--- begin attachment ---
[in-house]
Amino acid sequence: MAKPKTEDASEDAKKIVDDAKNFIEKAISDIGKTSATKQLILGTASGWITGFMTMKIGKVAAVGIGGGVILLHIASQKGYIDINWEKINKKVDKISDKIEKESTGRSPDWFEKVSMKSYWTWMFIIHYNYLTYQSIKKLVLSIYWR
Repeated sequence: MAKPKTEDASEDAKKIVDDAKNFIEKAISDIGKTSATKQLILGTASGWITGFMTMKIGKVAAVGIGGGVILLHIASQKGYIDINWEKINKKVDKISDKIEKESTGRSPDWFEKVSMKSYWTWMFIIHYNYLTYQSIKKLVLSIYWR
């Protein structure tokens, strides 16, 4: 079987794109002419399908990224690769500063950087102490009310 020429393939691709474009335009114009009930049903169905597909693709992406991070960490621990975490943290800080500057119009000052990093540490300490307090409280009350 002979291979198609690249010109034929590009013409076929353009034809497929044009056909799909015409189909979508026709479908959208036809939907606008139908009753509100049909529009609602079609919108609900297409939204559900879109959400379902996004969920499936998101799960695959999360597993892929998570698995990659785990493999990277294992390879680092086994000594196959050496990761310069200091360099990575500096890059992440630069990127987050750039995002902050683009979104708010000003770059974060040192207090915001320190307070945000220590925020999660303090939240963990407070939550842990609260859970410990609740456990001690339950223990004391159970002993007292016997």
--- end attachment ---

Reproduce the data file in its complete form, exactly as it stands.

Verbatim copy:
[in-house]
Amino acid sequence: MAKPKTEDASEDAKKIVDDAKNFIEKAISDIGKTSATKQLILGTASGWITGFMTMKIGKVAAVGIGGGVILLHIASQKGYIDINWEKINKKVDKISDKIEKESTGRSPDWFEKVSMKSYWTWMFIIHYNYLTYQSIKKLVLSIYWR
Repeated sequence: MAKPKTEDASEDAKKIVDDAKNFIEKAISDIGKTSATKQLILGTASGWITGFMTMKIGKVAAVGIGGGVILLHIASQKGYIDINWEKINKKVDKISDKIEKESTGRSPDWFEKVSMKSYWTWMFIIHYNYLTYQSIKKLVLSIYWR
């Protein structure tokens, strides 16, 4: 079987794109002419399908990224690769500063950087102490009310 020429393939691709474009335009114009009930049903169905597909693709992406991070960490621990975490943290800080500057119009000052990093540490300490307090409280009350 002979291979198609690249010109034929590009013409076929353009034809497929044009056909799909015409189909979508026709479908959208036809939907606008139908009753509100049909529009609602079609919108609900297409939204559900879109959400379902996004969920499936998101799960695959999360597993892929998570698995990659785990493999990277294992390879680092086994000594196959050496990761310069200091360099990575500096890059992440630069990127987050750039995002902050683009979104708010000003770059974060040192207090915001320190307070945000220590925020999660303090939240963990407070939550842990609260859970410990609740456990001690339950223990004391159970002993007292016997």